As a new report details the staggering impact of data showing two-thirds of Americans to be overweight or obese, it’s time to consider the root cause — and to embrace the obvious solution.
There is good news and bad news regarding the nation’s biggest health problem, which of course is obesity.
The good news is that childhood obesity rates appear to have leveled off, with actual declines in some areas of the country. But while the obesity rate among certain segments of the adult population has stabilized somewhat, the bad news is that it remains unacceptably high.
According to a new report from the Trust for America’s Health and the Robert Wood Johnson Foundation, 68.5 percent of American adults are considered overweight or obese; 34.9 percent are considered obese, with 6 percent considered severely obese (2012 data). In 2013, adult obesity rates were above 25 percent in 42 states and above 30 percent in 20 states — compared with 41 states and 13 states in 2012, respectively.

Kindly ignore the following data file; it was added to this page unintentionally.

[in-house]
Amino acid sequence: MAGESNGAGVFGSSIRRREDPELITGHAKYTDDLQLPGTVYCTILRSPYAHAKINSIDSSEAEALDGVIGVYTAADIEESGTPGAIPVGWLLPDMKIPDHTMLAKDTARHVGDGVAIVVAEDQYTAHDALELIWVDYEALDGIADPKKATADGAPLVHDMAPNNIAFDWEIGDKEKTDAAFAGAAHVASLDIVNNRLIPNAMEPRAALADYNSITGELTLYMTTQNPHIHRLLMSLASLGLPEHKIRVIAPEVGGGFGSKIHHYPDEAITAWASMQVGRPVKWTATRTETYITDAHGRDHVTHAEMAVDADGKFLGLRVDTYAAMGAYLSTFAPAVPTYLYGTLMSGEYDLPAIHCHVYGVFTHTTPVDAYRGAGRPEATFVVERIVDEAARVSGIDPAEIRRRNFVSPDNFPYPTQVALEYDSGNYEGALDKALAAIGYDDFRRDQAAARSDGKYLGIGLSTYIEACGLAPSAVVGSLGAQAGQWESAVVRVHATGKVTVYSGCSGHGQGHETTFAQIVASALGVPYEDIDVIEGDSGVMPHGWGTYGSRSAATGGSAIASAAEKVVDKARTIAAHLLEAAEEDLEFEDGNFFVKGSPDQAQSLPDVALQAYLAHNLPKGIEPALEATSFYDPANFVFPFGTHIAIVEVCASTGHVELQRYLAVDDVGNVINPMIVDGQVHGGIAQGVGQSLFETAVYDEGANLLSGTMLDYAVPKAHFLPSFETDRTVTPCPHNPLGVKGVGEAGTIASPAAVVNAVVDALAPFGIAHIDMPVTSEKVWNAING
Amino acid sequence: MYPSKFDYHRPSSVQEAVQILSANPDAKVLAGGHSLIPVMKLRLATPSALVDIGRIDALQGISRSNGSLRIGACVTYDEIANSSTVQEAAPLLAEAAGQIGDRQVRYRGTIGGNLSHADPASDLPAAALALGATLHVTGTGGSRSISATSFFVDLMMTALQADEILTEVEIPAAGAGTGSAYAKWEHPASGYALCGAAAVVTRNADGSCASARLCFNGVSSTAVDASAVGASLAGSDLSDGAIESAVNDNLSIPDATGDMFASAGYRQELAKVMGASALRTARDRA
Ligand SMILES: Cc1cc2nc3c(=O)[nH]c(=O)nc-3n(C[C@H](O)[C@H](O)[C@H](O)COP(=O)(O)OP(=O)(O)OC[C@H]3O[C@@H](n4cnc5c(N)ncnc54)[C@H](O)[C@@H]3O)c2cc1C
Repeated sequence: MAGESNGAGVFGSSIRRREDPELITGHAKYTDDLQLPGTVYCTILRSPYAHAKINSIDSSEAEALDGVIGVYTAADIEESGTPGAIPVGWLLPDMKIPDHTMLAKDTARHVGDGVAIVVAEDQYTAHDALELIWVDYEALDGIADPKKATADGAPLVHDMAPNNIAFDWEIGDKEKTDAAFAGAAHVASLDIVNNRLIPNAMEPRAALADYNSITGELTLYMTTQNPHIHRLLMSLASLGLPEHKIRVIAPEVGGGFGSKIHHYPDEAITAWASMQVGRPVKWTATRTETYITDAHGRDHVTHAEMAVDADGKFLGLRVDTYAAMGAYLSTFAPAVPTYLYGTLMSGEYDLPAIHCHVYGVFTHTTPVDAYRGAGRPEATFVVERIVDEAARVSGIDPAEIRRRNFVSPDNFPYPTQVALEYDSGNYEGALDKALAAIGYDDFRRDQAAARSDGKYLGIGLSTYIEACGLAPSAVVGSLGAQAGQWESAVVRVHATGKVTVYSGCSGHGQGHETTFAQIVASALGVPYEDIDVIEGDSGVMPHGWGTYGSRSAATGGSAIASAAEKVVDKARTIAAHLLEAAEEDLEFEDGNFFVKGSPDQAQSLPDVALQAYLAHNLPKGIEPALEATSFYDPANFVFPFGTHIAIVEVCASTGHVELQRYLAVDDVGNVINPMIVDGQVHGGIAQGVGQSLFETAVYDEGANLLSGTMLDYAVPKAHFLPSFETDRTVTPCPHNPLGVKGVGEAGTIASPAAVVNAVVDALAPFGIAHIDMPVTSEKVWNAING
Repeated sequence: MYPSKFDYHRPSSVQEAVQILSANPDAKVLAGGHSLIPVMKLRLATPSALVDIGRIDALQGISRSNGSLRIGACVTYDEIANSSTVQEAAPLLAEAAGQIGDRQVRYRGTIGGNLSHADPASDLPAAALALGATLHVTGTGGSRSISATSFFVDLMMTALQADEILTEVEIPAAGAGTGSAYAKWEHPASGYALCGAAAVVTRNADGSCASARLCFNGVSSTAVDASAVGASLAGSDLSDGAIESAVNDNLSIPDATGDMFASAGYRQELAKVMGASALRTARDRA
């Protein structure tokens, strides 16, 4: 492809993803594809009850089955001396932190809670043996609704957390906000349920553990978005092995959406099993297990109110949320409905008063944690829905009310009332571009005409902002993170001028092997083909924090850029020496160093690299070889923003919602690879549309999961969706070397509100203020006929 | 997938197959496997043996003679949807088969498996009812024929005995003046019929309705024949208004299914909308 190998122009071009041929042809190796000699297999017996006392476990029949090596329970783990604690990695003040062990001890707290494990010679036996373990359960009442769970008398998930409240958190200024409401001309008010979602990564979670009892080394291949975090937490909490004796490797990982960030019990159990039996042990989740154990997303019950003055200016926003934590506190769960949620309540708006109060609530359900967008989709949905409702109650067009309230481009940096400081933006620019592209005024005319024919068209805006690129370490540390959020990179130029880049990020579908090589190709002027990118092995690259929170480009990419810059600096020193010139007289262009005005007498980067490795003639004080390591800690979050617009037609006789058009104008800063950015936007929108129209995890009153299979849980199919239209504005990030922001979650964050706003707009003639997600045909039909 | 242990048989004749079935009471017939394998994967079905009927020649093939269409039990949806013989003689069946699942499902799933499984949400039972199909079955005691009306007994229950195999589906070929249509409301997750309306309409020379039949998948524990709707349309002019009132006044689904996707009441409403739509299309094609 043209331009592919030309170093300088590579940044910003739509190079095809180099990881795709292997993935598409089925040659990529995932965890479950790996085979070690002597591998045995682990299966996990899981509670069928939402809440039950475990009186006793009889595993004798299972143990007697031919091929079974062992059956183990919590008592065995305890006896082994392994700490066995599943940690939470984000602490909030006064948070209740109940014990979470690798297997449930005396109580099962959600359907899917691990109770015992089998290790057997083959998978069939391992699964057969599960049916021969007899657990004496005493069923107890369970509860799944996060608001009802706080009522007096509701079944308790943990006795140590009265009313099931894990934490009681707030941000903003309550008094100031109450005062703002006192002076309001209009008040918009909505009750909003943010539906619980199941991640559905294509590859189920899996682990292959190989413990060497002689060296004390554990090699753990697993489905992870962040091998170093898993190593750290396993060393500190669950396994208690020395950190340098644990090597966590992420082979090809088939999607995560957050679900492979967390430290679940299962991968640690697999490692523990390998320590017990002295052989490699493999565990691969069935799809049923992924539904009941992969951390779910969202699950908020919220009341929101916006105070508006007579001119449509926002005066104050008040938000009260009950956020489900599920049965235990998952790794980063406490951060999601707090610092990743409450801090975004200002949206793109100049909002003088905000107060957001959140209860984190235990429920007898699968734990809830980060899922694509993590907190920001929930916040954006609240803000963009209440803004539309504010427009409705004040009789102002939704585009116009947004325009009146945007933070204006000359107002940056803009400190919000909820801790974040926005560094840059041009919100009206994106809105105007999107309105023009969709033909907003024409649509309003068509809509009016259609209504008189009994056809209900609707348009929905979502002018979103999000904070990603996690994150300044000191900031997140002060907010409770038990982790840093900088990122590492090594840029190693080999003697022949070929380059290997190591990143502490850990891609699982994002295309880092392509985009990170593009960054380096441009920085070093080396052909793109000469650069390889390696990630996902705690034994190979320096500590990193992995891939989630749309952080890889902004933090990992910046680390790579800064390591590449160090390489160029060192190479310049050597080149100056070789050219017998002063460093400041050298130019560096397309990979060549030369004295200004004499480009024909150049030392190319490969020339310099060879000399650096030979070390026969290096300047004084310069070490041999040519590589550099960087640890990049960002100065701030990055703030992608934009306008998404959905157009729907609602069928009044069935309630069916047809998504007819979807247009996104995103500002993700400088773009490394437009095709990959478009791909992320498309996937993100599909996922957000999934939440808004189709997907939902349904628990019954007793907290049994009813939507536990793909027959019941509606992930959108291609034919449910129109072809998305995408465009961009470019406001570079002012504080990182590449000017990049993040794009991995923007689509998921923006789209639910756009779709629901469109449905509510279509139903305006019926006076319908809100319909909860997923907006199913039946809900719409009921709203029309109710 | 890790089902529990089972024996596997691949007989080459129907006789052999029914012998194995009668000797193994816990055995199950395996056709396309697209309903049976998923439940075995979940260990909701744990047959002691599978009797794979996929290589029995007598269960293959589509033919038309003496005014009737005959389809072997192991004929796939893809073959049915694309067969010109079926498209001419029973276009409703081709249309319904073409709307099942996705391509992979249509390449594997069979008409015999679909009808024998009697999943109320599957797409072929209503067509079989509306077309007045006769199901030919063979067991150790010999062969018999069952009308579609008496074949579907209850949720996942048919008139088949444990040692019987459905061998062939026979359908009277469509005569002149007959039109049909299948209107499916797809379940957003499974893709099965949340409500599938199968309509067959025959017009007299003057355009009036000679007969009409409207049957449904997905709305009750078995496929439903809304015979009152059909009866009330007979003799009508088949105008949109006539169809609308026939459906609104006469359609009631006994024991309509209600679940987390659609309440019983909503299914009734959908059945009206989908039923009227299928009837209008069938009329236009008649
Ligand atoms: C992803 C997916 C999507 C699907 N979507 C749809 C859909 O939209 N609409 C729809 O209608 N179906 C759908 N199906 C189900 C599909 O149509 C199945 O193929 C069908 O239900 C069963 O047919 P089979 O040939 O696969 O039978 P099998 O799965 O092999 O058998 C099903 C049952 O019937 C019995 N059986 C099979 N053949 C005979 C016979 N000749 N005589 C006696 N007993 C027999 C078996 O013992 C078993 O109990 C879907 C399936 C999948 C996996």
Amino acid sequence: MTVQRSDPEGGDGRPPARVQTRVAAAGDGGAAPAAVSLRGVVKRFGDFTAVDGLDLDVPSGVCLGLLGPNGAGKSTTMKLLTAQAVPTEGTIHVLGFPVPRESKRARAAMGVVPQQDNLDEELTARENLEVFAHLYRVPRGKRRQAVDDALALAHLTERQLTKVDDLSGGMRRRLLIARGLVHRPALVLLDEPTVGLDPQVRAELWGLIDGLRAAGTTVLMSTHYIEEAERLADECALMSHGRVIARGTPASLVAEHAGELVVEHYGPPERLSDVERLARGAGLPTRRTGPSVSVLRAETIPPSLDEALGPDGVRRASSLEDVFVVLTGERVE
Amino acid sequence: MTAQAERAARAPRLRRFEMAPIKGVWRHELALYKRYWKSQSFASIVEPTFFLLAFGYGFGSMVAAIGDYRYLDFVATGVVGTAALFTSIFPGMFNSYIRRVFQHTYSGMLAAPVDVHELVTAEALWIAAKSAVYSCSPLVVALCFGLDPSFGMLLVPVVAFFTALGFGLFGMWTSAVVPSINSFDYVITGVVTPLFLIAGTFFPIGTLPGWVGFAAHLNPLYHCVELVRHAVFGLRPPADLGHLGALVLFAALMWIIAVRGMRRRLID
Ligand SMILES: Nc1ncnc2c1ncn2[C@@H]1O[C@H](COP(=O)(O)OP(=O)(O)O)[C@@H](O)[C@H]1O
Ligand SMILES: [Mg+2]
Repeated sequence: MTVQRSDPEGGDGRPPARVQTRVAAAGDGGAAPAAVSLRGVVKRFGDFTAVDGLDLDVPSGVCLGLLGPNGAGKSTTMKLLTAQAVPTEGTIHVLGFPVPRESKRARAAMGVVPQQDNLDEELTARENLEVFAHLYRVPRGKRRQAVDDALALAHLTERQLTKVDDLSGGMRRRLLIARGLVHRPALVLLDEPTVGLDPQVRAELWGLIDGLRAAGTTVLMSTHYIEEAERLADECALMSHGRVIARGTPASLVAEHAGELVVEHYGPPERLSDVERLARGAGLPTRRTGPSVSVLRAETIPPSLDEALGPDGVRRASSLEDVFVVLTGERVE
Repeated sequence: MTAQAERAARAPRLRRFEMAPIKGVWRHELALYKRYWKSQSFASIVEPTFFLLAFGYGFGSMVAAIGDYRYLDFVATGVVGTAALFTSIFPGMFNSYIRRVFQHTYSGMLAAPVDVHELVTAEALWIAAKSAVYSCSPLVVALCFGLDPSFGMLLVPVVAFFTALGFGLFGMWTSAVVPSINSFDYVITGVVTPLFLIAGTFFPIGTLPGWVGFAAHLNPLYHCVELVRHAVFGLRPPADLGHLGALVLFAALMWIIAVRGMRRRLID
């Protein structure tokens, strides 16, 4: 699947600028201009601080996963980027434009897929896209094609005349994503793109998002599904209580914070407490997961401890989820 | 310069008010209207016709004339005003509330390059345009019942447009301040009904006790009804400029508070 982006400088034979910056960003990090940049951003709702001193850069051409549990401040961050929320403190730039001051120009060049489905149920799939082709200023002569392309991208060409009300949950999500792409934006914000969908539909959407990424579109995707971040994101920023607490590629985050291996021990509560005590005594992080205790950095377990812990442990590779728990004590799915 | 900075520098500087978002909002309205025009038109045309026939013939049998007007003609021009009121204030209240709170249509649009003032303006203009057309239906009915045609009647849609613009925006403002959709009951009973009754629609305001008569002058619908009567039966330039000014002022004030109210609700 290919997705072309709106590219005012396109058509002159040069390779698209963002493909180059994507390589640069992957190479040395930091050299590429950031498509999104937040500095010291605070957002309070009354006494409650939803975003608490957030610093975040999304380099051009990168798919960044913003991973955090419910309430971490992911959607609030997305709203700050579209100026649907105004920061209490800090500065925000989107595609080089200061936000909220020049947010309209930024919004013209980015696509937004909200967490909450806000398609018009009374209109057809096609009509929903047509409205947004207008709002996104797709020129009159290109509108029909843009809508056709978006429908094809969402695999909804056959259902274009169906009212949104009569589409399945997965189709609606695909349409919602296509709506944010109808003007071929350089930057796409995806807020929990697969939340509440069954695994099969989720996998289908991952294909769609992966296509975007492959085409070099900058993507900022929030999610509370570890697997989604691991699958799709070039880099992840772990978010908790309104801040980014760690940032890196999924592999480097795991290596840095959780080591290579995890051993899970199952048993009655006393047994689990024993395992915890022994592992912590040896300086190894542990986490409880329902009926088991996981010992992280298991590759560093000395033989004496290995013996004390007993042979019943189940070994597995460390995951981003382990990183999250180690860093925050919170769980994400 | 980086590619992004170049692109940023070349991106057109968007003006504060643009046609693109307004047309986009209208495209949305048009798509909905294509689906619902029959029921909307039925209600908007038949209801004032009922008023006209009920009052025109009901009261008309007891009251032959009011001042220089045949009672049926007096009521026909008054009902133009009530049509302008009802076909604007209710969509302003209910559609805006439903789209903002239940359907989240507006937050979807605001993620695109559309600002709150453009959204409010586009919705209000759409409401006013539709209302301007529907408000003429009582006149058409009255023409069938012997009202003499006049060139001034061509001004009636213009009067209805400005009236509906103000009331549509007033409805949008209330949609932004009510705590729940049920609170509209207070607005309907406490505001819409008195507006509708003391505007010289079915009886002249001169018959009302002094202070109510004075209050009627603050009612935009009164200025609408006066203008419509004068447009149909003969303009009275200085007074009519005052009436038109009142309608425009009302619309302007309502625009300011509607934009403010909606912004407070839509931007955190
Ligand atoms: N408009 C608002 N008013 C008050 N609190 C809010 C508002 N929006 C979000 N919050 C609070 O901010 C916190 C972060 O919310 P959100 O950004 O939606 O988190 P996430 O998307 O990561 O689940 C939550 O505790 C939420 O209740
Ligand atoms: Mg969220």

Worse, the report, “The State of Obesity: Better Policies for a Healthier America,” revealed significant geographic, racial and ethnic disparities, with higher rates of obesity among African Americans and Latinos for both adults and children. Inequities also persist in income and education, with poorer and less-educated Americans experiencing higher rates of obesity than more affluent and highly educated populations, when obesity data were reviewed state by state.